A new trailer has been released for Terminator Dark Fate. This new trailer, which can be found below, plays to the nostalgia of the first two movies with recognizable elements from those movies such as new footage of the returning stars Arnold Schwarzenegger and Linda Hamilton, along with footage of the movies future war scenes, Sarah Connor reciting the franchises catchphrase and finally with echoes of Brad Fiedel's iconic score.
While this trailer may be a better effort than the previously released teaser trailer in terms of style, editing, and atmosphere there is no escaping the feeling that we've seen it all before. Not only will Terminator: Dark Fate use the same format as four of its five predecessors it will recycle elements and narratives from the last three movies of the franchise, movies of which this new movie claims to be disregarding.
The major issue with all Terminator movies post Terminator 2: Judgment Day is that the second movie was so iconic and is held in such high regard that any sequel will forever be in its shadow. Terminator 3: Rise of the Machines, Terminator: Genisys and the forthcoming Terminator: Dark Fate have each emulated T2 but have/will fail to live up to the legacy of the second movie, whereas Terminator: Salvation broke format it failed to deliver the movie fans wanted, one that was reminiscent of the "Future War" scenes from the first two movies.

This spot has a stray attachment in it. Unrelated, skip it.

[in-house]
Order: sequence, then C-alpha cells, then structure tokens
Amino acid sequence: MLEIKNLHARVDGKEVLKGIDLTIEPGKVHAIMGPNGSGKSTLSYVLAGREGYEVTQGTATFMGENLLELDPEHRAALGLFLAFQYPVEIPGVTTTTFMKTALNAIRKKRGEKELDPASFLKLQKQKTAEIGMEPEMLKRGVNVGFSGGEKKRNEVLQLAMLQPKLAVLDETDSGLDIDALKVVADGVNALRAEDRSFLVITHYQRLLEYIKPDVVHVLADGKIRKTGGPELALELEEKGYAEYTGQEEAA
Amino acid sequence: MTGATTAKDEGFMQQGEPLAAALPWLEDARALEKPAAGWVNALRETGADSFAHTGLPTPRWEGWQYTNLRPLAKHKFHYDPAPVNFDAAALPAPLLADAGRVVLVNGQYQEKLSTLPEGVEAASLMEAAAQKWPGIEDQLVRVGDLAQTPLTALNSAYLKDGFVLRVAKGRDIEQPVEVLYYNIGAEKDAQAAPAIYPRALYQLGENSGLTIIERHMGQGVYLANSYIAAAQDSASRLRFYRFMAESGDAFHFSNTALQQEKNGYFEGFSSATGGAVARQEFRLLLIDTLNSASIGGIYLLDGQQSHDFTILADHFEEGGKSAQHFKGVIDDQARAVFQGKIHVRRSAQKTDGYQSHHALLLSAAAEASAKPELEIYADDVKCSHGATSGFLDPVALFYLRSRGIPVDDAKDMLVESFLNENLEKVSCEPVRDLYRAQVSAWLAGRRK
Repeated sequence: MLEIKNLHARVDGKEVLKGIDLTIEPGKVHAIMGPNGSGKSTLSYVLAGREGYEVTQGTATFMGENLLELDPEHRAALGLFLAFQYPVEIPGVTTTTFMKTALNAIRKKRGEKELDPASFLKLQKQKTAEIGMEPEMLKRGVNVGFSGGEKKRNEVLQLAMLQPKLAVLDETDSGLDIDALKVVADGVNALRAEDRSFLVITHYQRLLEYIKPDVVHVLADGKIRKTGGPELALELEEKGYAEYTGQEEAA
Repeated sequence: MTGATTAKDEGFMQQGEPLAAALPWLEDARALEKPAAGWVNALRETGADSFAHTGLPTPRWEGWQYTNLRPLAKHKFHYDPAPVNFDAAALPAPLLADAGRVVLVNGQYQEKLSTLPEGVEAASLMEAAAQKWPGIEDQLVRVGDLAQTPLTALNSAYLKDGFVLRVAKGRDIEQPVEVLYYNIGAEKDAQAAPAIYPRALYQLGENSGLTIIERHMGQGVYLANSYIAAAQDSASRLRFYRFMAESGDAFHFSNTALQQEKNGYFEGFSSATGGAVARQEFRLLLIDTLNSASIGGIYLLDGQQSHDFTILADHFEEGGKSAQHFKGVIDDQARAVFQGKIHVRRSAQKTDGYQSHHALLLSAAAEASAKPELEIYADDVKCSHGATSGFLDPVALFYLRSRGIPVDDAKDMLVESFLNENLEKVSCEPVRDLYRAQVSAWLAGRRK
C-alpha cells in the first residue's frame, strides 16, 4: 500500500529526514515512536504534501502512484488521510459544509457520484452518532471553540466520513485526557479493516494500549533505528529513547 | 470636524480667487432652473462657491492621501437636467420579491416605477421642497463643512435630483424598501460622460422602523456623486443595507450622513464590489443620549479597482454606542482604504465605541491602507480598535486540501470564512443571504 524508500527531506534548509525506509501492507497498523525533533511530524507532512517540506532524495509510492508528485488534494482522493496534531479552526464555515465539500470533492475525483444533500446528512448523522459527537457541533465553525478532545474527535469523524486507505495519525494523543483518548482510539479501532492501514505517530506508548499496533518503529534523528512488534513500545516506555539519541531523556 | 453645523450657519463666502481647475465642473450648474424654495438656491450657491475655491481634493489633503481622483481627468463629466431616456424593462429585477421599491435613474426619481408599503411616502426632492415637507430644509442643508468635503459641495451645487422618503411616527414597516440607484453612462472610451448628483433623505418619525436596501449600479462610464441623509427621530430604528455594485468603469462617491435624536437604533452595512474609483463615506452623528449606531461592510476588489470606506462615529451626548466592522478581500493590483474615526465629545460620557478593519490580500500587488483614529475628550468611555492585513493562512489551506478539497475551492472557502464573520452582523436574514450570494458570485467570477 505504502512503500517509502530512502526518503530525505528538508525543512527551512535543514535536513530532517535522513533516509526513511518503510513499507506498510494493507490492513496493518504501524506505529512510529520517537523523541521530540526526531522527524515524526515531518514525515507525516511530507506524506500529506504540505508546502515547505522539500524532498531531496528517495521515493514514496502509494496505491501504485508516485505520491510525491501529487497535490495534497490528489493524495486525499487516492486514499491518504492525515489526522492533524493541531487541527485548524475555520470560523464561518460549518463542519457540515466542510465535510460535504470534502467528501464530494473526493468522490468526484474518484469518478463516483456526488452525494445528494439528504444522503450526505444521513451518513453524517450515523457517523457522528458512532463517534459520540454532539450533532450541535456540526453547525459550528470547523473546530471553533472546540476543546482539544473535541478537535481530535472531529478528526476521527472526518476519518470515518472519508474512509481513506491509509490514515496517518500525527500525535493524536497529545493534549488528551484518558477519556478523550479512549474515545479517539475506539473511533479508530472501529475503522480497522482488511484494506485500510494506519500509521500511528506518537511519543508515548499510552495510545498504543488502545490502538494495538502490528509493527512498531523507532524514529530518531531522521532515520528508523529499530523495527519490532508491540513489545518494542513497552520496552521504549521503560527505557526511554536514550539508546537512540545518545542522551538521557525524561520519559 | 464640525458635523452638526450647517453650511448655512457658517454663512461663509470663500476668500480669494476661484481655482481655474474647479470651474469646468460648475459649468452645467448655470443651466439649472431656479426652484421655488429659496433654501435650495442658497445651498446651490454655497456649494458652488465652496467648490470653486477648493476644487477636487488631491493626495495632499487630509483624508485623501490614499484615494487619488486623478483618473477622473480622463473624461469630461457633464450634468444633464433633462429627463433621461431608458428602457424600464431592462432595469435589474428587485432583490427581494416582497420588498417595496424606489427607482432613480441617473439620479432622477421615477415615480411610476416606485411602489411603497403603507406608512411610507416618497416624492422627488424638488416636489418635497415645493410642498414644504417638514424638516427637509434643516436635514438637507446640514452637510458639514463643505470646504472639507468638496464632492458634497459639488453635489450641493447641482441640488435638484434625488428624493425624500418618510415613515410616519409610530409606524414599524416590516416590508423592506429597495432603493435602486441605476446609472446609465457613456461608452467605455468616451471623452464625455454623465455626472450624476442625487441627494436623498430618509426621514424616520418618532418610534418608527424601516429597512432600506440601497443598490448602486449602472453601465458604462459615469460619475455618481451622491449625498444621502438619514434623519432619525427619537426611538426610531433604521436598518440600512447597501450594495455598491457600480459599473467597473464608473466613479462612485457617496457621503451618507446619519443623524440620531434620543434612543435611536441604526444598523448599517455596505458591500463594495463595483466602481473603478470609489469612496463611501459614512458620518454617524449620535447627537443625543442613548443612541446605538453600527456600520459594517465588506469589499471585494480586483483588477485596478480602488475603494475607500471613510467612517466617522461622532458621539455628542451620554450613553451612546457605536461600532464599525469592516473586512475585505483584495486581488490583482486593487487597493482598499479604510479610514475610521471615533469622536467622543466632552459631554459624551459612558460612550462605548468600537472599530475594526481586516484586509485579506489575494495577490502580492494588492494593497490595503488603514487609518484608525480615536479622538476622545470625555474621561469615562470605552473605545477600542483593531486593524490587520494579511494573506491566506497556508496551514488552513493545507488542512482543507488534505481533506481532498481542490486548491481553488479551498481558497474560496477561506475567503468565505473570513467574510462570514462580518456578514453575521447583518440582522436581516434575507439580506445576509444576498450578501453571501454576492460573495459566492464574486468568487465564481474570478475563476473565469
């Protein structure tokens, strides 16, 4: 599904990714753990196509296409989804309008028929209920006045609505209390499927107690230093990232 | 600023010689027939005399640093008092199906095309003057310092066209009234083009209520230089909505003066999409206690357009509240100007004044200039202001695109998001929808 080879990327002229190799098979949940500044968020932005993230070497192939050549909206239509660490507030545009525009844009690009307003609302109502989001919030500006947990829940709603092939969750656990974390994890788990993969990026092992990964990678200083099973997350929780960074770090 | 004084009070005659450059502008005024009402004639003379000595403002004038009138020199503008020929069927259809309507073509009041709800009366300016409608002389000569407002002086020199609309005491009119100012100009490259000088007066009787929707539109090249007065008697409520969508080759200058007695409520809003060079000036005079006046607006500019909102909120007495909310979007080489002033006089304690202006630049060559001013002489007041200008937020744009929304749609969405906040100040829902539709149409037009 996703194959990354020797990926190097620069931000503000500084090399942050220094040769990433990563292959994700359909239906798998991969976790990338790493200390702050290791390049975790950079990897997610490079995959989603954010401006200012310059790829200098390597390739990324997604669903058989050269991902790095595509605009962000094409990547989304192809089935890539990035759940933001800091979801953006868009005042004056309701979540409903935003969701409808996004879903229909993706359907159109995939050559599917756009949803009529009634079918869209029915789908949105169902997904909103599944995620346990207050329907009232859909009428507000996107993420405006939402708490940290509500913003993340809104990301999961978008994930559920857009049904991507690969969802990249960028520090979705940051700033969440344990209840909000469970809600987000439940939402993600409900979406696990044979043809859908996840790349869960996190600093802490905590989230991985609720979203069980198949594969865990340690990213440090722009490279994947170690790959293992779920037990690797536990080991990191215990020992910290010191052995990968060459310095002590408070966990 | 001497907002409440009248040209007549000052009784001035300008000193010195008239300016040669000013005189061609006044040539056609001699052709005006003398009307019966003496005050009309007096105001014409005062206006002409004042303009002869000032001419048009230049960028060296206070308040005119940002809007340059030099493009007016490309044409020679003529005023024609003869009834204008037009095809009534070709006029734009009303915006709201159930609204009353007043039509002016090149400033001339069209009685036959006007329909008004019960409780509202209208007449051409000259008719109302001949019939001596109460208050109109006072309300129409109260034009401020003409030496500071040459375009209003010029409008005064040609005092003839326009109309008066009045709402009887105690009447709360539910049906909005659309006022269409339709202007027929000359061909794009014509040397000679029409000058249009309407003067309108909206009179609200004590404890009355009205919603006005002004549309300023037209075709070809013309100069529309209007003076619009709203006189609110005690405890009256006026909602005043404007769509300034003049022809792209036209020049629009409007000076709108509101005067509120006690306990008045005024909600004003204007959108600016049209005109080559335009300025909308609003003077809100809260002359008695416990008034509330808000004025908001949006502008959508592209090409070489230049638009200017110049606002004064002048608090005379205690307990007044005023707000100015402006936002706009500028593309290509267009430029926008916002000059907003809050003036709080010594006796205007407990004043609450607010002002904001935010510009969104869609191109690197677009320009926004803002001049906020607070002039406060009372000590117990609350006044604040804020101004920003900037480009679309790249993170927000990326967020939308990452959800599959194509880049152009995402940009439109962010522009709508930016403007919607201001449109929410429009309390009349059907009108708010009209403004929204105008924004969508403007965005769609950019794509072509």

Another issue facing Terminator: Dark Fate is that it is the second consecutive movie that is attempting to reset the franchise. Terminator: Genisys' attempts to rewrite the Terminator franchises history failed, as to will Terminator: Dark Fate's attempt. The reason for this inevitable failure is simple; The events depicted in the Terminator movies, as with all movies that use time travel exist within a loop; what has been will be, and what will be has been. The original movie, 1984's The Terminator is a perfect example of this. Another reason Terminator: Dark Fate's attempt to rewrite history will fail is that, while aesthetically Terminator 3: Rise of the Machines and Terminator: Salvation failed to live up to T2's legacy, on a narrative level these two movies actually addressed and fixed narrative faux pas' evident in the first two movies. Terminator 3: Rise of the Machines and Terminator: Salvation may not have lived up to T2, but they did continue the story rather than attempt to rewrite or subvert it.
If the plot leaks are true and John Connor dies in Terminator: Dark Fate's opening moments and Skynet is no longer the antagonist how is it possible for Kyle Reese to travel back from 2029 to save Sarah Connor from termination in 1984. The future from Which Reese came from is the future that must exist for the entire narrative to work. Terminator 3: Rise of the Machines and Terminator: Salvation understood this, whereas Terminator: Genisys and Terminator: Dark Fate do not.
What the Terminator franchise needs and what the Terminator fans want is a movie set in the harrowing future war that addresses the deviations created in its history by repeated incursions using time travel. Sadly, with its recycled narrative and its nostalgically driven reliance on the franchises tired format Terminator: Dark Fate is not that movie.